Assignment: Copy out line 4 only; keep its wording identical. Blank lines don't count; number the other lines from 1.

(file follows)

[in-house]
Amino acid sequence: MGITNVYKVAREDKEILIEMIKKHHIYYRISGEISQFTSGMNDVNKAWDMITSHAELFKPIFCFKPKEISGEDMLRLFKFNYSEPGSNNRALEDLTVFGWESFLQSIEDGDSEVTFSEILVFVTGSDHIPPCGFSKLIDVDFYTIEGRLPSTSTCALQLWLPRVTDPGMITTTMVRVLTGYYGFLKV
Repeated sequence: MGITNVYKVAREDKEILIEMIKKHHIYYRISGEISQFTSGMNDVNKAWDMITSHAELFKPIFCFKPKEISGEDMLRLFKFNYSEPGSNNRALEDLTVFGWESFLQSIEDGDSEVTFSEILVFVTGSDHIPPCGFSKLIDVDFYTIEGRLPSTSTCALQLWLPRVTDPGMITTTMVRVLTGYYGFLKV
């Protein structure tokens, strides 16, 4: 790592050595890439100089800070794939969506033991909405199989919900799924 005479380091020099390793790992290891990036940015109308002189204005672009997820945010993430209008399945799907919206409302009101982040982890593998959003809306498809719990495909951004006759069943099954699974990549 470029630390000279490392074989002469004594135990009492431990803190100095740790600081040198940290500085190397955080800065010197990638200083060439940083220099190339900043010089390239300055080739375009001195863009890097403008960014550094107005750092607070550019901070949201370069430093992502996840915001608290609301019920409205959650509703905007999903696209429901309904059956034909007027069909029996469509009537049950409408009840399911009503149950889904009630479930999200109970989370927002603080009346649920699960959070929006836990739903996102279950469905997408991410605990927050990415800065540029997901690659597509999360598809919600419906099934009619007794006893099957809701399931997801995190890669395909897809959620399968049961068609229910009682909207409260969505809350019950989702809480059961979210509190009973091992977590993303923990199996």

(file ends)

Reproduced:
């Protein structure tokens, strides 16, 4: 790592050595890439100089800070794939969506033991909405199989919900799924 005479380091020099390793790992290891990036940015109308002189204005672009997820945010993430209008399945799907919206409302009101982040982890593998959003809306498809719990495909951004006759069943099954699974990549 470029630390000279490392074989002469004594135990009492431990803190100095740790600081040198940290500085190397955080800065010197990638200083060439940083220099190339900043010089390239300055080739375009001195863009890097403008960014550094107005750092607070550019901070949201370069430093992502996840915001608290609301019920409205959650509703905007999903696209429901309904059956034909007027069909029996469509009537049950409408009840399911009503149950889904009630479930999200109970989370927002603080009346649920699960959070929006836990739903996102279950469905997408991410605990927050990415800065540029997901690659597509999360598809919600419906099934009619007794006893099957809701399931997801995190890669395909897809959620399968049961068609229910009682909207409260969505809350019950989702809480059961979210509190009973091992977590993303923990199996």